India and Vietnam have also been cooperating and coordinating their approaches in multilateral forums like the ASEAN and the UN. India is also appreciative of the fact that Vietnam as a Chair of ASEAN this year has not only handled the Covid-19 crisis quite well internally but also has been instrumental in evolving a cohesive and coordinated response at the multilateral level by the ASEAN. India has also been supporting Vietnam and ASEAN efforts to promote an open, inclusive, rule based and transparent regional architecture with the ASEAN at the centre. ASEAN under the chairmanship has also asserted that the UNCLOS was the sole legal basis to resolve maritime and territorial disputes in the region; a position which is also endorsed by India. New Delhi also supports the ASEAN’s Outlook on Indo-Pacific which has similar objectives as that of India’s Indo-Pacific Oceans Initiative (IPOI). There are a number of areas in both these initiatives where both countries can work together to achieve common goals of peace, security and growth.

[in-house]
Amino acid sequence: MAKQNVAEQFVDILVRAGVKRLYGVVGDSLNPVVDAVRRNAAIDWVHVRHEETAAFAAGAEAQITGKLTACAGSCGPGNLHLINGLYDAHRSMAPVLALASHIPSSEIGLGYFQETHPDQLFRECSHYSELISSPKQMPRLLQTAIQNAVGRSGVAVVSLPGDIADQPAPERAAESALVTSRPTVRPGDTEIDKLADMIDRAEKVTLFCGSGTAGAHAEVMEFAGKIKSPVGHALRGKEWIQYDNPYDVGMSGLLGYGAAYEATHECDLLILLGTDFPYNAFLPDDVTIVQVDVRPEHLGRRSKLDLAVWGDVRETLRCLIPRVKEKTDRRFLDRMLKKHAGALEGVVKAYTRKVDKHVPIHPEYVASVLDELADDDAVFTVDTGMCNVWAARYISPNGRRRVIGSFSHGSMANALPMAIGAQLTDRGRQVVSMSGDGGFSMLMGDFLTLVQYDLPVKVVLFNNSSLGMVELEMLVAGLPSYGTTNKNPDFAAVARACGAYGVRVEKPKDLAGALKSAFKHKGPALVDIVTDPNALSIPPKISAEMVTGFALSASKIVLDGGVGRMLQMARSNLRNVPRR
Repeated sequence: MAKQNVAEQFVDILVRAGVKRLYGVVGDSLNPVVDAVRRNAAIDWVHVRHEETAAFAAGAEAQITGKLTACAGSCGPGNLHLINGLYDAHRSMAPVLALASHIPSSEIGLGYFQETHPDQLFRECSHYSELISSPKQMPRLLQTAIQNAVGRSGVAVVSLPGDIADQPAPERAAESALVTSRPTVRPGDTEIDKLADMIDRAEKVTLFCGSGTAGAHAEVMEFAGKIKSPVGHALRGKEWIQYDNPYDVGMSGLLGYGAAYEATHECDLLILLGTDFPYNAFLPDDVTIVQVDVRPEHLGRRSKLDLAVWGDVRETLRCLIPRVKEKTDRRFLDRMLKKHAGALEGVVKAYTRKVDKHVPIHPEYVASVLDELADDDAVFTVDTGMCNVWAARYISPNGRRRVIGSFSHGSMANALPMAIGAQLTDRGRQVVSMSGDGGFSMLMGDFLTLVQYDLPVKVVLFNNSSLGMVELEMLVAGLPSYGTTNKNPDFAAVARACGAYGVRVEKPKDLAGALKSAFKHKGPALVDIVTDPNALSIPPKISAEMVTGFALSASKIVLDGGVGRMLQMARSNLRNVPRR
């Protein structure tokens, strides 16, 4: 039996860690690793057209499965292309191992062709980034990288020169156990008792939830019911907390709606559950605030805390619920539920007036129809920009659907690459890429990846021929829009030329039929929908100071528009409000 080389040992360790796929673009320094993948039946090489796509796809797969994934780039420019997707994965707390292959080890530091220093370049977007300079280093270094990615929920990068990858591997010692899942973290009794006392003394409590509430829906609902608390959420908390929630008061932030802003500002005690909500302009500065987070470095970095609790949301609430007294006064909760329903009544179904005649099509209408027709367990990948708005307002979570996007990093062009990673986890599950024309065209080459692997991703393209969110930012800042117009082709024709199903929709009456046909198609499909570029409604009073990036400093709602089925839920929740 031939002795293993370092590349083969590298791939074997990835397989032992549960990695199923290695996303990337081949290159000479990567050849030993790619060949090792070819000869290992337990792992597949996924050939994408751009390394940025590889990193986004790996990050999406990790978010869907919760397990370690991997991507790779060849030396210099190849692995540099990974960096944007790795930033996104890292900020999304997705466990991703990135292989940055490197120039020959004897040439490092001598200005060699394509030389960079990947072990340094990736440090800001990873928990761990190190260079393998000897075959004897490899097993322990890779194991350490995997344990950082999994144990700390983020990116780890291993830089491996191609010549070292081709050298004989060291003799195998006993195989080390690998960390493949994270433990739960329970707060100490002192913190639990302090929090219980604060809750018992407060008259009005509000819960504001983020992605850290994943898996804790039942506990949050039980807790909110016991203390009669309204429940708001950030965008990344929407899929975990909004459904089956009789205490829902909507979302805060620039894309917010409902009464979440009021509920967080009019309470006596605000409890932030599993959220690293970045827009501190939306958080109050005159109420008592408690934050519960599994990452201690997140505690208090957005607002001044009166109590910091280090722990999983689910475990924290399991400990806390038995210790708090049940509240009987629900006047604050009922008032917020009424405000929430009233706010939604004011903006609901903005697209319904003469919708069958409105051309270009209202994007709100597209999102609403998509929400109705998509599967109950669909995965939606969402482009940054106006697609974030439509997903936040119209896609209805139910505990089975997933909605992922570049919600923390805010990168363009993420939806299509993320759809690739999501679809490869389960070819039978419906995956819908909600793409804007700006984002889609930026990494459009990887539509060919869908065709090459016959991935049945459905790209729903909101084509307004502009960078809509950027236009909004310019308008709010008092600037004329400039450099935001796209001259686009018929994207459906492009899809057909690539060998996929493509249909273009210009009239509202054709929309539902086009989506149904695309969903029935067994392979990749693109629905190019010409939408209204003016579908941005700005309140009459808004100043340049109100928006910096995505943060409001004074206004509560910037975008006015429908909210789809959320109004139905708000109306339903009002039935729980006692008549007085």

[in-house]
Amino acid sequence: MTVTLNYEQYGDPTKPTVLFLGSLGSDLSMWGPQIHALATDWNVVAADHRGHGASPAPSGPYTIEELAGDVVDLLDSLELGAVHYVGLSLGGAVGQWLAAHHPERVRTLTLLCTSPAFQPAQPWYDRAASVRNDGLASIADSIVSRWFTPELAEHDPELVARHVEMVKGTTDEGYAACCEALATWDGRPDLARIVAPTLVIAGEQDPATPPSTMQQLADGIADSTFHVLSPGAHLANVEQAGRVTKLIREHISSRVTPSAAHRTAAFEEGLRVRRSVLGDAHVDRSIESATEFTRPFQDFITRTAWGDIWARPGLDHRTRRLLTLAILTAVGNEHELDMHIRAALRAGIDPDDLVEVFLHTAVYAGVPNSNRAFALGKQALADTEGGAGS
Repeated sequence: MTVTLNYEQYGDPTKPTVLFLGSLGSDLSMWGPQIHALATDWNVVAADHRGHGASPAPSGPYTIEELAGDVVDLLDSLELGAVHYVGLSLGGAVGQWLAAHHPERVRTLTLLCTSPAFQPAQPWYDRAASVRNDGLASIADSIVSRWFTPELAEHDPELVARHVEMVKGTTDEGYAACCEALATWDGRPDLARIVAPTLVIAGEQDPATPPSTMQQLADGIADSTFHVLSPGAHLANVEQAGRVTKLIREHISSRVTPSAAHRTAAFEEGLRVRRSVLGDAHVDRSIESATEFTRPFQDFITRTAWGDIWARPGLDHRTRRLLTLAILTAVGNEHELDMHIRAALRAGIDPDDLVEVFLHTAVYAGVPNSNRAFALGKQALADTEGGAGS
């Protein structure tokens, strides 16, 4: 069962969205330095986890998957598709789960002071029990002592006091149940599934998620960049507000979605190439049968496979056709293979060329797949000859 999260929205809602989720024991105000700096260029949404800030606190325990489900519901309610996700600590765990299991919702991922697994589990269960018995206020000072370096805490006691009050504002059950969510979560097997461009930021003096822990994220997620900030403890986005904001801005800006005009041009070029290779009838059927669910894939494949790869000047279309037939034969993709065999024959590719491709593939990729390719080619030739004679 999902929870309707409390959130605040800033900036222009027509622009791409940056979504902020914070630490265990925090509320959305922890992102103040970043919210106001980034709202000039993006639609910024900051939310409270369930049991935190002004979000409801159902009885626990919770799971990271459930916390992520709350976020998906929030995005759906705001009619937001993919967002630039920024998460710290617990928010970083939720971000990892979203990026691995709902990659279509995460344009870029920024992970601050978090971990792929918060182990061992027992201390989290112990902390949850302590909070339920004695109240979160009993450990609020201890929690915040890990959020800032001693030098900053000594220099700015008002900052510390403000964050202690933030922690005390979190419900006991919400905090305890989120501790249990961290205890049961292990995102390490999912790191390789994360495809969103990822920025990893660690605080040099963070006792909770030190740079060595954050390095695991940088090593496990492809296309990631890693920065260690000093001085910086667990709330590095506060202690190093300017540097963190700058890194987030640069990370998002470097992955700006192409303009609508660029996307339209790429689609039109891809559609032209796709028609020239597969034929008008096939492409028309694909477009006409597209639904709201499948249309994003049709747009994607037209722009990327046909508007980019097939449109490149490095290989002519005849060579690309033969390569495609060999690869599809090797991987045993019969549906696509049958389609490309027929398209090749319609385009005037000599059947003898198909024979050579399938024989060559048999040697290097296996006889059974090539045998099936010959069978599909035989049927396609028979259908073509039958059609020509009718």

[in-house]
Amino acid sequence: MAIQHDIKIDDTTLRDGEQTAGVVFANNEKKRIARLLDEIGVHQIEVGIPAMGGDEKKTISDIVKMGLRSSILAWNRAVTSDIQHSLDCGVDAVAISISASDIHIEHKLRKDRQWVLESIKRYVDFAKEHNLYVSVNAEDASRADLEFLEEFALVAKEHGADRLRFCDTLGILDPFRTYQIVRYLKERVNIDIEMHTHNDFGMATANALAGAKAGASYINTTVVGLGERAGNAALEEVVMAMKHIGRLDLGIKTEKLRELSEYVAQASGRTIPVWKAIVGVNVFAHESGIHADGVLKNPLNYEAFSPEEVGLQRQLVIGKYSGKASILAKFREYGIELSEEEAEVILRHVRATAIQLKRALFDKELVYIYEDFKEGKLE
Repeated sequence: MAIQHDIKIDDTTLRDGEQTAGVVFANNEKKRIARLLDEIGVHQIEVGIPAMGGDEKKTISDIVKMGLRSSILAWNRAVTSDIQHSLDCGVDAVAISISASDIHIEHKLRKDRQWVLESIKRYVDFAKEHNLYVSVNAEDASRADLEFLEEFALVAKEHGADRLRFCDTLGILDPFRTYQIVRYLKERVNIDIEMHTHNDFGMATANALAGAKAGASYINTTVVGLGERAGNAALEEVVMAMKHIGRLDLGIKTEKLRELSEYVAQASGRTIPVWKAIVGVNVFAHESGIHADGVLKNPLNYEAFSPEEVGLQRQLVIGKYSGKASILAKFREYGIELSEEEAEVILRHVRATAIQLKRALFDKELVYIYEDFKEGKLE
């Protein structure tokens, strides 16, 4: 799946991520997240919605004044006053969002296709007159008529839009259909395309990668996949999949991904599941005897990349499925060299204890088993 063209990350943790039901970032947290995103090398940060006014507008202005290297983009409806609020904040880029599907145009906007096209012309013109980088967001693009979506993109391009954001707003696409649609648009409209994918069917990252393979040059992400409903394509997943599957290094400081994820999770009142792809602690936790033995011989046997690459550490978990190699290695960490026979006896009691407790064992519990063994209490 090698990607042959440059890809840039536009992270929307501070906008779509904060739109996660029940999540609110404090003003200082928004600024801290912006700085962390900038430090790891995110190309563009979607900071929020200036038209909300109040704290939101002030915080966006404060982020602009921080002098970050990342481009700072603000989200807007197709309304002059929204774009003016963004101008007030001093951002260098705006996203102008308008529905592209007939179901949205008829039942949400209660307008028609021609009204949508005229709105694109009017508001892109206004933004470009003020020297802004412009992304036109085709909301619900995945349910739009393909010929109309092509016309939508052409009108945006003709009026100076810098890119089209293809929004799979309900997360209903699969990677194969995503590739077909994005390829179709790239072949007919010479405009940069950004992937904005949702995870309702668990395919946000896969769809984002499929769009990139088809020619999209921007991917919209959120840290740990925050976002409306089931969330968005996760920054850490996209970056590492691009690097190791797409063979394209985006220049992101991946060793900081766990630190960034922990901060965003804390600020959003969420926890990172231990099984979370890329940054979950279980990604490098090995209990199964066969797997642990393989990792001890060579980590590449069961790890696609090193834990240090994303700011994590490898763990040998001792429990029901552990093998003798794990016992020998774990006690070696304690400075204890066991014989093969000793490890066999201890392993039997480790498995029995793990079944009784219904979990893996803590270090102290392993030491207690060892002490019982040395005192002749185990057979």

With both India and Vietnam becoming non-permanent members of the UN Security Council in 2021 for a period of two years there would be an opportunity to coordinate their approaches to the regional and global matters as both share similar outlook on geostrategic issues.

Thus the coming bilateral virtual meeting between both the Prime Ministers holds the prospects of giving a substantial push to the existing partnership agreements and understandings with a view to further cement the evolving relationship in more meaningful way.

Vinod Anand is a Senior Fellow at the Vivekananda International Foundation (VIF), a New Delhi based think tank.

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Southeast Asia

Learning to build a community from a ”Solok Literacy Community”in the West Sumatra

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Established on September 21, 2020 in Solok City, West Sumatra Province, Indonesia. Solok Literacy Community initiated by the young people of Solok City has grown rapidly into a community that has its own trendsetter among young people. Bringing narratives smelling of education, The Literacy Solok Community has a movement with measurable progressiveness that can be seen from its flagship programs.

Starting from the free reading stall movement that has been moving in various corners of Solok City over the past few months. The concept of film surgery that provides proactive discussion space for all segmentation in society. “Diskusi Ngopi” activities which in fact is the concept of FGD (Focus Group Discussion), run with interesting themes and issues so that it can be considered as one of the favorite programs that are often attended by many young people in Solok. Then a class of interests and talents aimed at reactivating the soft skills and great talents of the children of Solok City.